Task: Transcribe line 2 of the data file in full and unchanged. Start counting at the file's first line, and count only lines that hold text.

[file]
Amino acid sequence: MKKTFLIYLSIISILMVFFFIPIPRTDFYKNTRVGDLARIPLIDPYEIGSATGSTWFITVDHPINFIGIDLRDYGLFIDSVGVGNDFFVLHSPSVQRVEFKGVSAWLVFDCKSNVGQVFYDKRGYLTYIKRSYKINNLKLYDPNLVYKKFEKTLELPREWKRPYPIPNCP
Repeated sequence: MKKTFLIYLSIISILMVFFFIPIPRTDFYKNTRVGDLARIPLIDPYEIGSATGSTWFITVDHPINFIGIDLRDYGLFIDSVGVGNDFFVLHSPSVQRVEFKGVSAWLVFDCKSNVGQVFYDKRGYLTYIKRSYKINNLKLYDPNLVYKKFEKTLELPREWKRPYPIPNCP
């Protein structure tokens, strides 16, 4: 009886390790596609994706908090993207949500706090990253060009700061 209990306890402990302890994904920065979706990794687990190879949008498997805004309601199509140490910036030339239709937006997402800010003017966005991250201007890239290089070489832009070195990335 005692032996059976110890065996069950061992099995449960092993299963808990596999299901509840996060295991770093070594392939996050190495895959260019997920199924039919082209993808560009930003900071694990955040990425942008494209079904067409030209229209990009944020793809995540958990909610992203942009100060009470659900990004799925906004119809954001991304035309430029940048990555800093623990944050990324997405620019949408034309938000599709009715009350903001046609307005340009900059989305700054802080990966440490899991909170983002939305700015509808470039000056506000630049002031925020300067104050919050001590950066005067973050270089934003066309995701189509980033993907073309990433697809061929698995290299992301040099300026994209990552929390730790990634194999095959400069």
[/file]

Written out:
Repeated sequence: MKKTFLIYLSIISILMVFFFIPIPRTDFYKNTRVGDLARIPLIDPYEIGSATGSTWFITVDHPINFIGIDLRDYGLFIDSVGVGNDFFVLHSPSVQRVEFKGVSAWLVFDCKSNVGQVFYDKRGYLTYIKRSYKINNLKLYDPNLVYKKFEKTLELPREWKRPYPIPNCP